Found 12,959 Resources containing: Abstract
The debut cover of LIFE magazine is dominated by the monumental spillway of Montana’s Fort Peck Dam, then under construction and poised to become the world’s largest earth-filled dam. But the eye is drawn to two humans, dwarfed by their surroundings, standing at the bottom of the shot.
The cover image is typical of its creator’s work. Dedicated to revealing both the human side of stories and the settings in which they took place—including such far-flung locales as the Soviet Union, Korea, India and North Africa—Margaret Bourke-White quickly emerged as one of LIFE’s most talented photographers after editor Henry Luce’s photography-centric weekly launched in November 1936. But today, she and the other pioneering female photojournalists who worked for LIFE during the 1930s and onto the 1970s remain little known, their iconic snapshots rendered more recognizable than their own names and histories.
LIFE: Six Women Photographers, a new exhibition on view at the New-York Historical Society Museum & Library, aims to correct this imbalance, presenting more than 70 images taken by six early photojournalists: Marie Hansen, Martha Holmes, Lisa Larsen, Nina Leen, Hansel Mieth and Bourke-White.Marie Hansen's photograph of Women’s Army Auxiliary Corps recruits at their Des Moines training center (© LIFE Picture Collection, Meredith Corporation)
“Many of these women are not known, they’re not even in photography history books,” co-curator Marilyn Kushner tells the Guardian’s Nadja Sayej. “These women have not gotten their due, and this is just the tip of the iceberg.”
According to Kushner, fewer than 10 women served on LIFE’s photography staff during the time period covered by the show. (As a 2015 study found, this gender imbalance persists today, with 85 percent of 1,556 photojournalists surveyed identifying as men.) Despite their small numbers, they covered a vast array of subjects, from Hollywood’s elite to the Women’s Army Auxiliary Corps (WAAC) formed at the height of World War II, the House Un-American Activities Committee hearings, and rampant homelessness in San Francisco and Sacramento.
As Louise Mirrer, president and CEO of the New-York Historical Society, explains in a press release, “These pioneering women photographers captured events international and domestic, wide-ranging and intimate, serious and playful. At the forefront of history, [they] enabled the public ‘to see life; to see the world; to eyewitness great events,’ as LIFE founder and editor-in-chief, Henry Luce, described it.”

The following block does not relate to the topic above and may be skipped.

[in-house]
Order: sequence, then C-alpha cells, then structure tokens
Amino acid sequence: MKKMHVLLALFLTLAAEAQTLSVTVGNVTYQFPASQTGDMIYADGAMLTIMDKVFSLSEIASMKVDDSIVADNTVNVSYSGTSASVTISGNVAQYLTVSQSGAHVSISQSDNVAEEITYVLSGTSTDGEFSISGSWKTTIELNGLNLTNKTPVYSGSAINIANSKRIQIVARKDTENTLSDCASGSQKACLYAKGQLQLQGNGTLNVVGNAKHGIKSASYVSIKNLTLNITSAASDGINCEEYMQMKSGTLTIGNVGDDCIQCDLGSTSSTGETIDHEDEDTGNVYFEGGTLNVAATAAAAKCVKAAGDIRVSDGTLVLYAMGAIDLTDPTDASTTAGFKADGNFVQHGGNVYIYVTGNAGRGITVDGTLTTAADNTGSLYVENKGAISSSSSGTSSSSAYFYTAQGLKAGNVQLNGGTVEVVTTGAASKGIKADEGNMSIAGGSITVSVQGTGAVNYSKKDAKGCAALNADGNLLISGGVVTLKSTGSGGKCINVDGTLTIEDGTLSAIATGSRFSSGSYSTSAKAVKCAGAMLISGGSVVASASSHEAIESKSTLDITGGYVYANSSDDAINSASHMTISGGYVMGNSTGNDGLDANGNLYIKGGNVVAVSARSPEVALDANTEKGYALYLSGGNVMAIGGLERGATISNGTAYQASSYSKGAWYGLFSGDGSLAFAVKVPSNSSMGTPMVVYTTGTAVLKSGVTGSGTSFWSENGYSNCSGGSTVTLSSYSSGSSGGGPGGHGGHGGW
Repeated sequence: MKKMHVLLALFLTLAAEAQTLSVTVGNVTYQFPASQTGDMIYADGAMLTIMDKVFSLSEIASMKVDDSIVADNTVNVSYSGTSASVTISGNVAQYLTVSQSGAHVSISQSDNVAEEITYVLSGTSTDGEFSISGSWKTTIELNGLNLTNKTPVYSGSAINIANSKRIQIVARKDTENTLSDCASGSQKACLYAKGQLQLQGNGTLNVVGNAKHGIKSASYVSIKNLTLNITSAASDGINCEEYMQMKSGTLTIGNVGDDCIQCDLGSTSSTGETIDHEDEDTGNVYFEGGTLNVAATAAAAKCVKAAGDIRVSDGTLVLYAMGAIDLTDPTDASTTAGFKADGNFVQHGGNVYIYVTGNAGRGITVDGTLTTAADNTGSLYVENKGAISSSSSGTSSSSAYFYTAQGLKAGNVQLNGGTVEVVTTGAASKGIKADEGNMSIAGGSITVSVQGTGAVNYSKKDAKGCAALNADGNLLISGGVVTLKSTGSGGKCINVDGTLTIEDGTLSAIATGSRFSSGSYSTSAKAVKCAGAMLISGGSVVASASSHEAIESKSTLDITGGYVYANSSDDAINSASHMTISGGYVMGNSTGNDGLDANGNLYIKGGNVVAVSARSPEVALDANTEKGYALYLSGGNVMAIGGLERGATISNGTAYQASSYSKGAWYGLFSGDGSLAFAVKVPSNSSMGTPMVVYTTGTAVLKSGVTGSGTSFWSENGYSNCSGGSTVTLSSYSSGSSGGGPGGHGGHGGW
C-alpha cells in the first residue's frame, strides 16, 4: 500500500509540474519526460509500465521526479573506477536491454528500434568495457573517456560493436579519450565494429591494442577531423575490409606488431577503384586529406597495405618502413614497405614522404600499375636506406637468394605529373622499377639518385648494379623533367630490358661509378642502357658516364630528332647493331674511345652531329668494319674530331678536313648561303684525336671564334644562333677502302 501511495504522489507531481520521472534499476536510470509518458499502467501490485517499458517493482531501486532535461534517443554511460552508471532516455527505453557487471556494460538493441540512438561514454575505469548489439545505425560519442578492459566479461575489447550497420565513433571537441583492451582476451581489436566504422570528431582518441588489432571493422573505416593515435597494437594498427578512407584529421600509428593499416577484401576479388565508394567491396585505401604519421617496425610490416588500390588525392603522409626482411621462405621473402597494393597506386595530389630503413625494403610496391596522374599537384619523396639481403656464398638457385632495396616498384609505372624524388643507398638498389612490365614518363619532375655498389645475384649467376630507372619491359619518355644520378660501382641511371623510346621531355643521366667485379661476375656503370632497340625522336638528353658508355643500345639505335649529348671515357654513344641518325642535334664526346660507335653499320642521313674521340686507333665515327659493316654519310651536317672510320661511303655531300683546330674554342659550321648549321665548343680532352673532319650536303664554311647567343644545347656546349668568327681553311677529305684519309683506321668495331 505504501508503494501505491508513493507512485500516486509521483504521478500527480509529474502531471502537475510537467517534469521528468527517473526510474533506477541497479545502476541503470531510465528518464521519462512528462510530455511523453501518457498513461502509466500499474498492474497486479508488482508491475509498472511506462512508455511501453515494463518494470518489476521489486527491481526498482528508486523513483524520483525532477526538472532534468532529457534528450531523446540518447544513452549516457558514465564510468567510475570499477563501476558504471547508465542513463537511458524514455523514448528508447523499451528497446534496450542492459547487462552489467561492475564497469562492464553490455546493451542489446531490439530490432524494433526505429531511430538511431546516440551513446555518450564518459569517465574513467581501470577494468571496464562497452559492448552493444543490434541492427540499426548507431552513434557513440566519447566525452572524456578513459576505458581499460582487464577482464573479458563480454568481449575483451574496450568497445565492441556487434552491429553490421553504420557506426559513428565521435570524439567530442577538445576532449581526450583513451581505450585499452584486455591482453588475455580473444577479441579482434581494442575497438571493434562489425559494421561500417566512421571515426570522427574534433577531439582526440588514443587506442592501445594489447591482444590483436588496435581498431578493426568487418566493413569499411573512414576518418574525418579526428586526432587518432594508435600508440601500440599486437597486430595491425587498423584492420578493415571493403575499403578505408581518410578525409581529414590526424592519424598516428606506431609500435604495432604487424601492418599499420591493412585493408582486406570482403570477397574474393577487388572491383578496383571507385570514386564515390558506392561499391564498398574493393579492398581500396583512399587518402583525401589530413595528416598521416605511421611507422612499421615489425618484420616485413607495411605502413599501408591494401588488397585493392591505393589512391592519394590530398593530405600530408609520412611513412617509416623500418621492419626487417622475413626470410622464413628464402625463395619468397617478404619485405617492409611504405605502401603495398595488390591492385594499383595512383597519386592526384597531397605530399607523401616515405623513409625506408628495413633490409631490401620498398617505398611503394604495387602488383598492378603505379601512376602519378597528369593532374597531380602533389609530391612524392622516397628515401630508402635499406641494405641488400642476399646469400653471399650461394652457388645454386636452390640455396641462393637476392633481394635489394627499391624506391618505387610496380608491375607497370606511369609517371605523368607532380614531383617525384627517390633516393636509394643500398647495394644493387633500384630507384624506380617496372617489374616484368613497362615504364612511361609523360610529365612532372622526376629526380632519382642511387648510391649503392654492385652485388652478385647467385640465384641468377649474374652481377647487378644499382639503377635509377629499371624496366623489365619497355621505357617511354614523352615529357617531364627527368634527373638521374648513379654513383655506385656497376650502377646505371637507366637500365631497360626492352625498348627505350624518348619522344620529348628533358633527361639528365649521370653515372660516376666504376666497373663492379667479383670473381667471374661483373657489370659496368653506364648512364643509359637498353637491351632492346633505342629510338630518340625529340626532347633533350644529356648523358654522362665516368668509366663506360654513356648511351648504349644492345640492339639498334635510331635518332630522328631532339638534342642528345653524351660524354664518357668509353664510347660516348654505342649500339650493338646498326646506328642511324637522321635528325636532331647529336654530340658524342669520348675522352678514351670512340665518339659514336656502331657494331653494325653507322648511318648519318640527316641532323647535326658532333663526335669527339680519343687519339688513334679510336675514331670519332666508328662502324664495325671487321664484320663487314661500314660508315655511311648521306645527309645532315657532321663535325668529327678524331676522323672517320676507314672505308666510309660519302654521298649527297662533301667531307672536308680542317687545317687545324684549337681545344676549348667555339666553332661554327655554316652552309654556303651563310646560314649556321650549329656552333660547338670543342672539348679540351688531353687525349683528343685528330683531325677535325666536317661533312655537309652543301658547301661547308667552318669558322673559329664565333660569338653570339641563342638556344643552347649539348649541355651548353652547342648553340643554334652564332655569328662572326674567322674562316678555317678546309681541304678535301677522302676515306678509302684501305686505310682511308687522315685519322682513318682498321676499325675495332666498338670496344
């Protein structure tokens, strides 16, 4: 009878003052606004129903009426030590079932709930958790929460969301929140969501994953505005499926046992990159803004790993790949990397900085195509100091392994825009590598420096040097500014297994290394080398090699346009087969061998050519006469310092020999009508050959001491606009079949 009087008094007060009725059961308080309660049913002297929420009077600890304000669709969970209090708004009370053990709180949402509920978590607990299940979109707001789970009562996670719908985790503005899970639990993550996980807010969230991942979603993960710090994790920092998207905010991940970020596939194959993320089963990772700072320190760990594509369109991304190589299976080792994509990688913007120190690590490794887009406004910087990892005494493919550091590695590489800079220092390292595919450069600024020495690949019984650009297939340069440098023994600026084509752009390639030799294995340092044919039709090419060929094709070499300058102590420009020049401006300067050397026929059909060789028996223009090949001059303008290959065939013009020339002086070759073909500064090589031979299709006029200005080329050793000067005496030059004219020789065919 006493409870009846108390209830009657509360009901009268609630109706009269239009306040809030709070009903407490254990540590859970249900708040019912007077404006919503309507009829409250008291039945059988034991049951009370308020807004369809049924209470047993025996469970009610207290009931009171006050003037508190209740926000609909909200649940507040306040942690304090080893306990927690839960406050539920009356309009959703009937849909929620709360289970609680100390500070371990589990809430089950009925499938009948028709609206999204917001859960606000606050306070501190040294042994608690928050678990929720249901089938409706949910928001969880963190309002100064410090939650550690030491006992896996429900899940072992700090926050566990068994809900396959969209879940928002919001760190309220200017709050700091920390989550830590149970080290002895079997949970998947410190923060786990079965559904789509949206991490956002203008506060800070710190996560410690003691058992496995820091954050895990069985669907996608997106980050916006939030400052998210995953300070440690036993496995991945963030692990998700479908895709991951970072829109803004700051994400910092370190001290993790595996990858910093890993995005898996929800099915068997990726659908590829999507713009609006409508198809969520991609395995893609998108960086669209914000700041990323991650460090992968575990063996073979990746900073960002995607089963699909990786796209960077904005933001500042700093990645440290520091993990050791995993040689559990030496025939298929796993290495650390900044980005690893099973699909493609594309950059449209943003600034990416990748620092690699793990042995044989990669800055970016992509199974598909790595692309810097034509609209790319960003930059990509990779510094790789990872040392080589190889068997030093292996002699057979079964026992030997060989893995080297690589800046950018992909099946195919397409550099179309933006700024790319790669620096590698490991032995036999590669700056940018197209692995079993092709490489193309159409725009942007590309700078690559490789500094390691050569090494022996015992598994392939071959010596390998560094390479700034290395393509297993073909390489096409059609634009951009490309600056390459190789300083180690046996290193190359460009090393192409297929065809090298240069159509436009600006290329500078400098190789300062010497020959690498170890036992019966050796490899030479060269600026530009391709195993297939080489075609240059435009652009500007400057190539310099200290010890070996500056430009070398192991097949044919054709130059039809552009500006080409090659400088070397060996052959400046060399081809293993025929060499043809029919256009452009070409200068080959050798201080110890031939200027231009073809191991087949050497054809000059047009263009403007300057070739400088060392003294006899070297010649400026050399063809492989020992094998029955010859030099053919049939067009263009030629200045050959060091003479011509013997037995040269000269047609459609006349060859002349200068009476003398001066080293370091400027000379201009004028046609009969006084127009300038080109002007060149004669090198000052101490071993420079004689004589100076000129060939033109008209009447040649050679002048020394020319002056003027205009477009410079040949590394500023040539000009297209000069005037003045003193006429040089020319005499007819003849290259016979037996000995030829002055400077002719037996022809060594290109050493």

In addition to photographing the cover of LIFE’s first issue, Bourke-White became the first Western photographer accredited to enter the Soviet Union and the first female photographer to cover active World War II combat zones. Hansen, a Missouri native who joined LIFE in 1942, meanwhile, publicized women’s contributions to the war effort by producing a photo essay on WAAC recruits training for deployment. One image in particular, depicting a room full of gas mask-wearing trainees, is among those most widely associated with the initiative.
Image by © LIFE Picture Collection, Meredith Corporation. Lisa Larsen, photograph from “Tito As Soviet Hero, How Times Have Changed!” (original image)
Image by © LIFE Picture Collection, Meredith Corporation. Nina Leen, unpublished photograph from “American Woman’s Dilemma" (original image)
Image by © LIFE Picture Collection, Meredith Corporation. Margaret Bourke-White, photograph from “Franklin Roosevelt’s Wild West" (original image)
Three of the women featured in the exhibition—Larsen, Leen and Mieth—were born in Europe but moved to the U.S. at some point during the 1930s. Larsen, a German Jew who fled her home country after Kristallnacht, documented Yugoslavian President Josip Broz’s 1956 visit to the Soviet Union, capturing crowd shots of the hordes who flocked to the Kremlin while also managing to snap intimate portraits of the men and women who were likely in attendance under duress.